Whether it be debt collection calls or a barrage of marketing text messages, businesses are generating an increasingly large number of communications for fractional costs, thanks to technologies like auto-dialers. Fortunately, the Telephone Consumer Protection Act (“TCPA”) and various state counterpart laws like Florida’s FTSA and North Carolina’s Telephone Solicitation chapter have been enacted to curb these practices by prohibiting certain types of calls to consumers.
The TCPA prohibits auto-dialed calls and prerecorded messages to cellular telephones that are made without the consumer’s consent. Telemarketers are required to obtain written consent before placing certain calls. The TCPA applies to both telephone calls as well as to text messages that are sent to cell phones. All telemarketing calls to a cell phone whether prerecorded or auto-dialed are prohibited without your express written consent. At any time, you may revoke your consent and the marketer is required to put you on their own internal do not call list.
The TCPA provides consumers with a powerful means of legal recourse to these violating calls. Consumers may file a lawsuit for each violation of the act. You may be able to recover $500 for each call, fax or text which violates the TCPA. These amounts can be tripled to $1,500 if the call was a willful violation of the law. Each state counterpart law has comparable damages to the federal TCPA. If you are receiving calls or texts in violation of the TCPA, you should keep a written record of the contact and tell the caller to stop. A best practice is to take a screenshot of the call or text. Finally, register your phone on the state and federal Do Not Call lists.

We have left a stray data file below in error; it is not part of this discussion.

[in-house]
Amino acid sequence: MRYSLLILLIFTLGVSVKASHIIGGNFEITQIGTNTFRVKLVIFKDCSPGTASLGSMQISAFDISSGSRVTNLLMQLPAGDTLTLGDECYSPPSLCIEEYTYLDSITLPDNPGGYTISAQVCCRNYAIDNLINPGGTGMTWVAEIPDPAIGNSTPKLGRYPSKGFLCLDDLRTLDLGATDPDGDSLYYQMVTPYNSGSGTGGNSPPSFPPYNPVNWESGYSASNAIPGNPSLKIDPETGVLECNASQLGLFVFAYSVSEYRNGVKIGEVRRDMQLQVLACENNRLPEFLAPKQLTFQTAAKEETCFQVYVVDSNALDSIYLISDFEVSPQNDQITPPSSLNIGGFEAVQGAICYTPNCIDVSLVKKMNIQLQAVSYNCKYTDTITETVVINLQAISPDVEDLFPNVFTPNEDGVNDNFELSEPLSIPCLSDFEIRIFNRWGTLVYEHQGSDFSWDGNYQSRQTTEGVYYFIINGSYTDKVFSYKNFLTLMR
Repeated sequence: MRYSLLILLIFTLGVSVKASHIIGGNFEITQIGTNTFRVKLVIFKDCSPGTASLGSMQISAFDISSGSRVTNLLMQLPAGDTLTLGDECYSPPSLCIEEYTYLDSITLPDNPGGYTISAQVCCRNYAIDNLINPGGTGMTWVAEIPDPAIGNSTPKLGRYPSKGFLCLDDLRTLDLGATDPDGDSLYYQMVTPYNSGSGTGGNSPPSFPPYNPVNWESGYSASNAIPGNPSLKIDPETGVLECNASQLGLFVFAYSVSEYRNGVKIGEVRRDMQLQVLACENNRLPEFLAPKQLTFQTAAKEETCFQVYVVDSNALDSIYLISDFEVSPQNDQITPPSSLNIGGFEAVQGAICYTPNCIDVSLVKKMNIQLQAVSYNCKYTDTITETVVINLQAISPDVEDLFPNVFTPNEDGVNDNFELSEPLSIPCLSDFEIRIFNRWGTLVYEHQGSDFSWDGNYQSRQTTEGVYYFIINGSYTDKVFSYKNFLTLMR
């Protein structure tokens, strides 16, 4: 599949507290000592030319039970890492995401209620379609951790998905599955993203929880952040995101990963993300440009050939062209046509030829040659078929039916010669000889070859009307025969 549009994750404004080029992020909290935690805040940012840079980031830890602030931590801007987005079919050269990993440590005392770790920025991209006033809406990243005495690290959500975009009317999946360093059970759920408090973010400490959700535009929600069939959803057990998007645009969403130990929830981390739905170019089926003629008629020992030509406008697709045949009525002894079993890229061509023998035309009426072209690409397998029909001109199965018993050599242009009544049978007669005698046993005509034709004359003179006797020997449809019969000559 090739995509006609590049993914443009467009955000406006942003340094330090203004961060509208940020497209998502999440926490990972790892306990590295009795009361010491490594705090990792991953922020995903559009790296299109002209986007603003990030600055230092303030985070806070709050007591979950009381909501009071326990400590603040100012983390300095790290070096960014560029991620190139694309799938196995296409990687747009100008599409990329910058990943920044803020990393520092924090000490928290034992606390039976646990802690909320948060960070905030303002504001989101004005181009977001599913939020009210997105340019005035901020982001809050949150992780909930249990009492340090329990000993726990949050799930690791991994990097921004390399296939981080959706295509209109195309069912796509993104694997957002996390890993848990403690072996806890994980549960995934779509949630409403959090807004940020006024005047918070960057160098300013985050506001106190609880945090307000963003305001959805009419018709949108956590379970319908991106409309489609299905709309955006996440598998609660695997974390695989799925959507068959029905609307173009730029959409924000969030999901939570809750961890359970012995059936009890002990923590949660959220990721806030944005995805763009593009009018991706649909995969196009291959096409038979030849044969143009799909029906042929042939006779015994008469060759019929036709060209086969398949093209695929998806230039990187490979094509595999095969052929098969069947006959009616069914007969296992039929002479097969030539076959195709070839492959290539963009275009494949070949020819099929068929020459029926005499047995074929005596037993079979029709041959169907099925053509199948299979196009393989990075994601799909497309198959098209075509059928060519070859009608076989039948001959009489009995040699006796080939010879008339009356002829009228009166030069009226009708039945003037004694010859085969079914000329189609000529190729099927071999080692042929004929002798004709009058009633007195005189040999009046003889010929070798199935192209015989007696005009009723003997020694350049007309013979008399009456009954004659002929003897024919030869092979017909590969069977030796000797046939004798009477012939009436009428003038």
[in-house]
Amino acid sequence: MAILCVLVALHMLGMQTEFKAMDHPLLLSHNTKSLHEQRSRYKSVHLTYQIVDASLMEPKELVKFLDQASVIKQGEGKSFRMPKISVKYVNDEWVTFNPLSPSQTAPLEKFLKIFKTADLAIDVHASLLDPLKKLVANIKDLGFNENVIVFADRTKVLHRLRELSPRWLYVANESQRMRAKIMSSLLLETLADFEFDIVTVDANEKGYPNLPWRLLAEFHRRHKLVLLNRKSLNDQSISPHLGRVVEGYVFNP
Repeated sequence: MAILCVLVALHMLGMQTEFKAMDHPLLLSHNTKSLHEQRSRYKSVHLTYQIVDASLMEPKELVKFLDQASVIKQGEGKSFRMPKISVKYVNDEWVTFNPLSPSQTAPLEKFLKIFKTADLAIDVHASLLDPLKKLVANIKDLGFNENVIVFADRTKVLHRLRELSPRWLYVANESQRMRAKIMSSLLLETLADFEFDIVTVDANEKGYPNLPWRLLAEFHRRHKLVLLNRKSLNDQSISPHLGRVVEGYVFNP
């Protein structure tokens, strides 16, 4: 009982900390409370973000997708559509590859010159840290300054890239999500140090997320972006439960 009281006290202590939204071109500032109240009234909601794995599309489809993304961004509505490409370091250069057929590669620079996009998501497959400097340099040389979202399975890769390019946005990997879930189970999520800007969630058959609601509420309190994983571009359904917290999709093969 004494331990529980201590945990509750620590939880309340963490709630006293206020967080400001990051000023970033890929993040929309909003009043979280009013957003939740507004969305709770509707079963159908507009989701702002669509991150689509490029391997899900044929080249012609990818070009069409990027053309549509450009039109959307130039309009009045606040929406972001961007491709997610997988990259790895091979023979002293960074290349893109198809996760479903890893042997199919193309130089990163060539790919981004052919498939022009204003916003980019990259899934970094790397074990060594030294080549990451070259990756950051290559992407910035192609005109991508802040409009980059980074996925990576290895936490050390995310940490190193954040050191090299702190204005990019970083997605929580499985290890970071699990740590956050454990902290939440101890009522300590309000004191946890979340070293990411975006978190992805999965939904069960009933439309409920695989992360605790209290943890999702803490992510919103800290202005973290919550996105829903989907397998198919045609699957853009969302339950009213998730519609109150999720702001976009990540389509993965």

Marcus & Zelman has a wealth of experience representing people who have received unwanted class and texts nationwide, and we are here to help you assess any potential lawsuits you may be able to bring.
Yes. The Telephone Consumer Protection Act (the TCPA) is a powerful law that is meant to prevent robocalls, pre-recorded voice messages, and unsolicited text messages. If a company places calls in violation of that law, you may be entitled to $500-$1,500 for each and every call. Additionally, numerous states have their own state laws for these types of violations, such as the Florida Telephone Solicitation Act (the FTSA), with their own requirements and statutory damages for each call or text.
The TCPA prohibits ANY call or prerecorded voice message made through an auto-dialer to a person’s cell phone, unless that person first gave permission to be called. The law applies to telemarketers, banks, collection agencies, credit card companies, and any other company that uses an auto-dialer to make these calls. Most state laws mirror the requirements of the TCPA, while some have ever higher standards requiring “express written consent” before a person is called or texted.
Yes. The TCPA requires companies to regularly maintain and abide by an internal do not call list of those people who have requested not to be contacted. If you’ve told a company not to continue contacting you and they have not listened, you may be entitled to recover damages for each and every message or call after you requested that they stop.
Yes. If the text message was sent with an autodialer, you may be able to obtain a monetary recovery for each and every message.
No. If you are on the DNC Registry and receive more than one telemarketing call within a year from a telemarketer, you can likely sue that caller for monetary compensation of up to $1500.
Yes. Political campaigns are sued all the time for robocalling people. The election campaigns for both President Obama and President Trump have both been sued for robodialing voters without their consent.
Yes. The law protects everyone, regardless if you owe money or not. If you don’t want to be called, tell the caller to stop calling you. If the calls don’t stop, you likely can sue the caller for damages.